Father Gregory Boyle is a master of the art of problem framing and reframing. He is a Jesuit priest who founded and runs Homeboy Industries, a gang-intervention program in Los Angeles, and this is a story about the art of his framing.
One morning during his days as pastor of Dolores Mission Church, he began the homily with a most unusual question: “What’s the church smell like?”
When his parishioners avoided eye contact, looking everywhere but at him, he asked again. “Come on, now, what’s the church smell like?”
An old man who didn’t care what people thought yelled out honestly, “Huele a patas” (It smells like feet).
You see, Dolores Mission Church had declared itself a sanctuary church for the undocumented after passage of the Immigration Reform and Control Act of 1986. Recently arrived undocumented men from Mexico and Central America would sleep in the church at night.
Each morning, a certain scent lingered in the church, never overwhelming but “undeniably there.” Vacuums and liberally sprinkled I Love My Carpet didn’t quite do the trick. Neither did strategically place potpourri and Air Wick. As up to 100 men took haven in the church at night, the distinct odor of smelly feet remained in the air the next morning. Parishioners began to grumble.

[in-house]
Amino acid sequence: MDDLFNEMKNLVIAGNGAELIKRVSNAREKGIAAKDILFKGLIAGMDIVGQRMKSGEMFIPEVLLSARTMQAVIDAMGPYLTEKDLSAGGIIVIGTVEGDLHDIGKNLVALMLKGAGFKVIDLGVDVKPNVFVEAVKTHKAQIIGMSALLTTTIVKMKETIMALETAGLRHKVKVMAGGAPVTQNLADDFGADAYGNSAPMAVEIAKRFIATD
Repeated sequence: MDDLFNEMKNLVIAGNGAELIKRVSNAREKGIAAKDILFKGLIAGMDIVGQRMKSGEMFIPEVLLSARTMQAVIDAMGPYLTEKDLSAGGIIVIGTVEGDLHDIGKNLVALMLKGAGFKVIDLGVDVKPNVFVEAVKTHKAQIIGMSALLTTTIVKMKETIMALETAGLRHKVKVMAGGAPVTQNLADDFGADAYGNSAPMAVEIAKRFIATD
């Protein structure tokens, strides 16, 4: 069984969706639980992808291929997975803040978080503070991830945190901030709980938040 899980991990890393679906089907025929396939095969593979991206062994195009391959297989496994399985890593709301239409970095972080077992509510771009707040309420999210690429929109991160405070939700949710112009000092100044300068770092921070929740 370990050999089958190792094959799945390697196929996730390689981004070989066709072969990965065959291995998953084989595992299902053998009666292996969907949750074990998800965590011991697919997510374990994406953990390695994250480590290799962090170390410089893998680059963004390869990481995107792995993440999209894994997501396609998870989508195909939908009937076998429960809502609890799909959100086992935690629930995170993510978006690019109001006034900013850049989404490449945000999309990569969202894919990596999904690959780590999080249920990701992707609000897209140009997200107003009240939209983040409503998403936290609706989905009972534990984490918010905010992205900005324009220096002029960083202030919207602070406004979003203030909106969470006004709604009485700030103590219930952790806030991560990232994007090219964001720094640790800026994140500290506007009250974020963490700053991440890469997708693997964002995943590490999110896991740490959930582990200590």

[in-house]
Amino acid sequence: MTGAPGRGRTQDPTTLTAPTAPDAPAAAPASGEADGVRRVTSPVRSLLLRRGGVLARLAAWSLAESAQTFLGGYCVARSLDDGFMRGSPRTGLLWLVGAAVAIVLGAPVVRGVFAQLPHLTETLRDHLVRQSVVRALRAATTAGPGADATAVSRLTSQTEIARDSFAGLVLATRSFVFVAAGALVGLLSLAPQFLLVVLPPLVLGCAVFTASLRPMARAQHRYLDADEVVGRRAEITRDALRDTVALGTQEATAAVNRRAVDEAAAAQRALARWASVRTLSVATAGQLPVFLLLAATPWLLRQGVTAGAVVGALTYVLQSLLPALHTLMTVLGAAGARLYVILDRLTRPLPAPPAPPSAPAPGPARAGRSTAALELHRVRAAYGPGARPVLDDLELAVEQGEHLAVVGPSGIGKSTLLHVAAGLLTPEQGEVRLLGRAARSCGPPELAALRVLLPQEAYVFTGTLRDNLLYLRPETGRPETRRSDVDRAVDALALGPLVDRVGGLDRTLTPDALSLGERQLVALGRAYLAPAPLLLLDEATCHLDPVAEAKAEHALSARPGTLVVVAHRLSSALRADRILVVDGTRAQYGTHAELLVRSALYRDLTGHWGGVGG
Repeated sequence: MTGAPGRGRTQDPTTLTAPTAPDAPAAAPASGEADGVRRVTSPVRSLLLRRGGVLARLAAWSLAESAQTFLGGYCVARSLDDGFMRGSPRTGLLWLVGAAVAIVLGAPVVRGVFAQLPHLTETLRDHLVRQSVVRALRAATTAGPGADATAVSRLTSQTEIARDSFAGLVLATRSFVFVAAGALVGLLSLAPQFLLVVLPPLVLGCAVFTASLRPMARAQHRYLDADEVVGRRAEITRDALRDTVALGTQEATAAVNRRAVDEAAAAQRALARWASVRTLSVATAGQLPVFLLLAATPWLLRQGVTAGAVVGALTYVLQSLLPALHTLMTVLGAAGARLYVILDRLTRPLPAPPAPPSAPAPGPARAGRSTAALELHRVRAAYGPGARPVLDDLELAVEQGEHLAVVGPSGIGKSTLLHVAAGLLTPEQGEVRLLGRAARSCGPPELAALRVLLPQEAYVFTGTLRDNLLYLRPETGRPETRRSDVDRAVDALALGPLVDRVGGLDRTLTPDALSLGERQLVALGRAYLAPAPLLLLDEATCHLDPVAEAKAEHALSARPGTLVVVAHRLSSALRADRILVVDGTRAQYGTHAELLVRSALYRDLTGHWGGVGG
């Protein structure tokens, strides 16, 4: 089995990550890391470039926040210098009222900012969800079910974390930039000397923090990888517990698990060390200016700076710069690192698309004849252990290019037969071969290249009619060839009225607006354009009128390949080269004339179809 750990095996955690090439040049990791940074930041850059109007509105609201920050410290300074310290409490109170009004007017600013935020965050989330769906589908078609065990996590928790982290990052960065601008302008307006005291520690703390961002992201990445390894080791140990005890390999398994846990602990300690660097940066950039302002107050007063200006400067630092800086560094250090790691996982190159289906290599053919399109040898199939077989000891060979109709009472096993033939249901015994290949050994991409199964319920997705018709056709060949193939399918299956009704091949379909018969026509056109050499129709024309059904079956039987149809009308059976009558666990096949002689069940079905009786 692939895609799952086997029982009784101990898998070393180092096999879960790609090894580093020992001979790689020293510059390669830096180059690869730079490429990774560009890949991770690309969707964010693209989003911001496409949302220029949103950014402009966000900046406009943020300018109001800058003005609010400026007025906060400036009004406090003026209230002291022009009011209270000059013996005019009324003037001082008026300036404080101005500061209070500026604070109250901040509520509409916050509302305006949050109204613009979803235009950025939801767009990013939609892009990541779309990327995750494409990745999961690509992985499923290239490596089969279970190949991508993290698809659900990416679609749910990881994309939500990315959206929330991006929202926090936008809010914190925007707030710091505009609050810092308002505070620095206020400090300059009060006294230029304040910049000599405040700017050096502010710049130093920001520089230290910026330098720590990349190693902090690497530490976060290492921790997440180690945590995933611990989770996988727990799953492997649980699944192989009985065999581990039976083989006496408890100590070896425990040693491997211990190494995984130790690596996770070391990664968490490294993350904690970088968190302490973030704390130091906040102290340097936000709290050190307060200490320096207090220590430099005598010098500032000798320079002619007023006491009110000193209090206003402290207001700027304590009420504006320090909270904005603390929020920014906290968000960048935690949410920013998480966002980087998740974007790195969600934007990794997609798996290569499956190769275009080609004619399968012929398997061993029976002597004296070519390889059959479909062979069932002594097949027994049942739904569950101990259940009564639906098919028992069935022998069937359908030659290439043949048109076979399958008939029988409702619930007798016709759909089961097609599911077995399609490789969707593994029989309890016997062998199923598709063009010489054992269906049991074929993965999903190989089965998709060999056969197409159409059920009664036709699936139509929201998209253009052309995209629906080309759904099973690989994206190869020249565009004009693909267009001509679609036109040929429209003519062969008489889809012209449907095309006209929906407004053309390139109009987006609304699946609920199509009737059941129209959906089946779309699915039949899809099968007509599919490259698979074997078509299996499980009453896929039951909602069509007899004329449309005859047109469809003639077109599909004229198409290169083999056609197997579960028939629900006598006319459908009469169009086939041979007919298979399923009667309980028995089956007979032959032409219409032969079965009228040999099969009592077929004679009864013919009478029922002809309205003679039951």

Instead of lecturing his parishioners about getting their priorities in order, instead of reminding them of the church’s mission to stand with those on the margins, Fr. Boyle helped parishioners do something harder but much more effective. He helped them discover another way of looking at the problem.
Here’s how, in an excerpt from his bestselling book, Tattoos on the Heart: The Power of Boundless Compassion:
“Come on, now,” I throw back at them, “what’s the church smell like?”
“Huele a patas” (Smells like feet), Don Rafael booms out. He was old and never cared what people thought.
“Excellent. But why does it smell like feet?”
“Cuz many homeless men slept here last night?” says a woman.
“Well, why do we let that happen here?”
“Es nuestro compromiso” (It’s what we’ve committed to do), says another.
“Well, why would anyone commit to do that?”
“Porque es lo que haria Jesús.” (It’s what Jesus would do.)
“Well, then…what’s the church smell like now?”
A man stands and bellows, “Huele a nuestro compromiso” (it smells like commitment).
The place cheers.
Guadalupe waves her arms wildly, “Huele a rosas” (smells like roses).
The packed church roars with laughter and a newfound kinship that embraced someone else’s odor as their own. The stink in the church hadn’t changed, only how the folks saw it.
Framing a problem in new ways — reframing — can make a monumental difference in the discovery of insights and solutions that would otherwise have been invisible.
Masterful problem framing is an uncommon art, yet a learnable one. Gregory Boyle’s book is chock full of beautiful, moving examples.
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